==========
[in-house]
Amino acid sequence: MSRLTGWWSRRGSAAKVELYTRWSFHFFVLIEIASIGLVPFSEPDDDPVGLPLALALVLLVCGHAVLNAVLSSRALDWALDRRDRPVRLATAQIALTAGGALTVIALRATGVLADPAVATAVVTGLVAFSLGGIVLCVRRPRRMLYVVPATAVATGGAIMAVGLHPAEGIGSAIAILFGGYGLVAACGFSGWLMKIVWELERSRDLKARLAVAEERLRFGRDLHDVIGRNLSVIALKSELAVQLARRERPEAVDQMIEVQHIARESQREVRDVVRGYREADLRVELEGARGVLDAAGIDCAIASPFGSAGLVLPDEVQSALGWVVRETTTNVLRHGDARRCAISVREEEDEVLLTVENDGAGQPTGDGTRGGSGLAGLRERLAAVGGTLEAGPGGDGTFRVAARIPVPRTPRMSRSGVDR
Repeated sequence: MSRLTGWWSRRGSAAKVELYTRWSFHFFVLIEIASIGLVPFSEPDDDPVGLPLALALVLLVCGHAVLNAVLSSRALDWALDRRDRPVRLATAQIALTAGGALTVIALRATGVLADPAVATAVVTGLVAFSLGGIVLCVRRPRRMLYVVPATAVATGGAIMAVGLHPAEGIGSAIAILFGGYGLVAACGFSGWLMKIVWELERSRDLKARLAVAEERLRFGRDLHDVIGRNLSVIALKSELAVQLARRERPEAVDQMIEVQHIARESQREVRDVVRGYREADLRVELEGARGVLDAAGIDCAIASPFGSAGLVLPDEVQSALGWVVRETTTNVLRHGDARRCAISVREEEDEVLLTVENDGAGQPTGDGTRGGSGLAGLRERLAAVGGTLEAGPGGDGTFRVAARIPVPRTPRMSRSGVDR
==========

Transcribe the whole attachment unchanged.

[in-house]
Amino acid sequence: MSRLTGWWSRRGSAAKVELYTRWSFHFFVLIEIASIGLVPFSEPDDDPVGLPLALALVLLVCGHAVLNAVLSSRALDWALDRRDRPVRLATAQIALTAGGALTVIALRATGVLADPAVATAVVTGLVAFSLGGIVLCVRRPRRMLYVVPATAVATGGAIMAVGLHPAEGIGSAIAILFGGYGLVAACGFSGWLMKIVWELERSRDLKARLAVAEERLRFGRDLHDVIGRNLSVIALKSELAVQLARRERPEAVDQMIEVQHIARESQREVRDVVRGYREADLRVELEGARGVLDAAGIDCAIASPFGSAGLVLPDEVQSALGWVVRETTTNVLRHGDARRCAISVREEEDEVLLTVENDGAGQPTGDGTRGGSGLAGLRERLAAVGGTLEAGPGGDGTFRVAARIPVPRTPRMSRSGVDR
Repeated sequence: MSRLTGWWSRRGSAAKVELYTRWSFHFFVLIEIASIGLVPFSEPDDDPVGLPLALALVLLVCGHAVLNAVLSSRALDWALDRRDRPVRLATAQIALTAGGALTVIALRATGVLADPAVATAVVTGLVAFSLGGIVLCVRRPRRMLYVVPATAVATGGAIMAVGLHPAEGIGSAIAILFGGYGLVAACGFSGWLMKIVWELERSRDLKARLAVAEERLRFGRDLHDVIGRNLSVIALKSELAVQLARRERPEAVDQMIEVQHIARESQREVRDVVRGYREADLRVELEGARGVLDAAGIDCAIASPFGSAGLVLPDEVQSALGWVVRETTTNVLRHGDARRCAISVREEEDEVLLTVENDGAGQPTGDGTRGGSGLAGLRERLAAVGGTLEAGPGGDGTFRVAARIPVPRTPRMSRSGVDR